Types of testing - the testing plan defines and describes in details the testing method used for every feature (stress, performance, usability, acceptance, integration, system etc).
Entry/ Exit criteria – basically specify when the testing has to start and when to stop.
Other relevant information such as status, testing tasks, pass or fail criteria, schedule, responsibilities, test items and a brief introduction.
The test plan is very specific as it tells the team or even the team members what to test and when as well as criteria used for testing.
A single development project can have multiple Test Plans and a waterfall project can have a test plan for every type of testing, as it is in an Agile project, for example, according to Focus Professional Services.
What are the differences?
When we put together the characteristics of the test strategy and the test plan, we observe some crucial differences.
1. The Test Plan is formulated from SRS (Software Requirement Specification) and it describes the scope of testing as well as the activities performed, in detail. The test strategy describes the way testing is carried out, according to Art of Testing.
2. The test plan is very detailed and specific when the test strategy talks about the general approach to testing.
3. The test plan is subject to change while the test strategy remains untouched.
4. The test plan is always a standalone document, the test strategy can be, in smaller projects, included in the test plan.
5. While the test strategy is set at the organization level, the test plan is defined only at the project level.
6. The test strategy outlines the necessary resources to complete the testing while the test plan assigns the testing tasks to specific roles.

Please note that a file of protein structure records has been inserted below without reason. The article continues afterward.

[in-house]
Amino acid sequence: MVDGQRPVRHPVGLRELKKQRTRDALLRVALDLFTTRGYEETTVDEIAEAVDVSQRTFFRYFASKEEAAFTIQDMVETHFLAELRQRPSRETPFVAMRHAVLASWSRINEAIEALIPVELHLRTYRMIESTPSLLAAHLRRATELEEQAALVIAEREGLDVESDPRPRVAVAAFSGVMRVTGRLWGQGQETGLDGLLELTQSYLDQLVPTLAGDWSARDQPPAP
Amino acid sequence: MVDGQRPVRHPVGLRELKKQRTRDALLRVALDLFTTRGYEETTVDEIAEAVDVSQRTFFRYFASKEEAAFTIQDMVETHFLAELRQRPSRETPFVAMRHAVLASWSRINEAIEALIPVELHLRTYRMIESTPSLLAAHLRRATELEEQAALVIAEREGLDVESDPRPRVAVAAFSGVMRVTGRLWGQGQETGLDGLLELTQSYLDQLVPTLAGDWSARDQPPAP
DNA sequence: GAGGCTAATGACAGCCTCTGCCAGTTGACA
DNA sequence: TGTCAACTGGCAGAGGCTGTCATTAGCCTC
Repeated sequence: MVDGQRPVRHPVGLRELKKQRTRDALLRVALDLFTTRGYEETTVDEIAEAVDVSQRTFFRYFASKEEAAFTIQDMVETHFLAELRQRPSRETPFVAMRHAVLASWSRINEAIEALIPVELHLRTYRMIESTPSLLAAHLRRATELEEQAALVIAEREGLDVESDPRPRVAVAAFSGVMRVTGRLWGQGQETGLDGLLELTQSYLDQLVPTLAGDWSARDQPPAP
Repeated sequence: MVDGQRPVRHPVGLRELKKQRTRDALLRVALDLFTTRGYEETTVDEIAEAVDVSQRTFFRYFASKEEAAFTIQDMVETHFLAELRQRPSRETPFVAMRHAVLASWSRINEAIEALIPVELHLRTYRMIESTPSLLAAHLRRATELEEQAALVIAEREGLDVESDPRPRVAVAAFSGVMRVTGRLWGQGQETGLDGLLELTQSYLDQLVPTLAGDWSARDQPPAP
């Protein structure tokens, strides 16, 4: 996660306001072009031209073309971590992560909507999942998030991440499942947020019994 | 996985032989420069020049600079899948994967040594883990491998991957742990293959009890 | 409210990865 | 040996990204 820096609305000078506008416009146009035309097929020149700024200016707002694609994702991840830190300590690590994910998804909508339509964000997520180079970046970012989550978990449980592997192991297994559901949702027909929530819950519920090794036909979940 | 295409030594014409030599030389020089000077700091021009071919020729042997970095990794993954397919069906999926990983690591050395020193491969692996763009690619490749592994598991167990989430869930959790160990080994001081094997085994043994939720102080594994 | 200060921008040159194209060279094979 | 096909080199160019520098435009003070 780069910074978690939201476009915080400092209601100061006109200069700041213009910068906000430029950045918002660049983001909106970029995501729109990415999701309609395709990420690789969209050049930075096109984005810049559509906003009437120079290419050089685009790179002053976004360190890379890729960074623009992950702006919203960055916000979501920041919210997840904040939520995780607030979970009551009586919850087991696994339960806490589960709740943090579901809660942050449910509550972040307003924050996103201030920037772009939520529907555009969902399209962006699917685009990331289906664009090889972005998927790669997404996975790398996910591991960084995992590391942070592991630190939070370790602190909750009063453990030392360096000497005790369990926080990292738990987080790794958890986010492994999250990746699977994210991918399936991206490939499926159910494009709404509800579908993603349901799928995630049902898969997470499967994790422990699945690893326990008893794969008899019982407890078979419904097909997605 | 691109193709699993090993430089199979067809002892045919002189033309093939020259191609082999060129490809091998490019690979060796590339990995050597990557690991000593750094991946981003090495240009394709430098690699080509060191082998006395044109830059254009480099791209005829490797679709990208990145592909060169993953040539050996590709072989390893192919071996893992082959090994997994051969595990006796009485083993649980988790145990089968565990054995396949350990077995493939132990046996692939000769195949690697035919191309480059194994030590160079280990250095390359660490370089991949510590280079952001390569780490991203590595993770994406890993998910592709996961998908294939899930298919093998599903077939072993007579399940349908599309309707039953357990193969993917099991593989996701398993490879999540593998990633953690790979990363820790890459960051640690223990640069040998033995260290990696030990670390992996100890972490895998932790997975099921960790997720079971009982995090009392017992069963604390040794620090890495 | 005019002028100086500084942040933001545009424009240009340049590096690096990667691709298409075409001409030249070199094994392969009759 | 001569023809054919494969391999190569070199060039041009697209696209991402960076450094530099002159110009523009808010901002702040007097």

7. The testing strategy talks about the company vision and the expected results, the testing plan explains what needs to be done in order to achieve those results.
And the differences continue. The development of the testing plan, as well as the testing strategy, is viewed by many people as the most important part of testing and it really pays to have a very good plan that specifies clearly what steps are needed to ensure an error-free product.
Both these documents, however, are just pieces of paper unless they are checked regularly against the reality of the testing process and if the test plan is not updated to the current testing needs.
What is the difference between a test case and a test script?
WHAT IS A TEST CASE?
So, what is the difference between a test case and a test script? If this is something you've been asking yourself lately then you happen to be in just the right place. We'll first start by explaining what a Test Case is.
A test case is basically the specification of execution orders, inputs, expected results and testing procedures that define a series of single tests to be done with the main goal of achieving certain software testing objectives. These testing objectives could include compliance verification of specific requirements or exercising particular program paths.
Test cases rely on methodical testing procedures rather than the haphazard way of doing things. The desired coverage for software testing can be produced by building a series of test cases using this technique.
Test cases that have been formally defined give those same tests the ability to run repeatedly against the software's successive version. What this does is it allows for consistent as well as effective regression testing.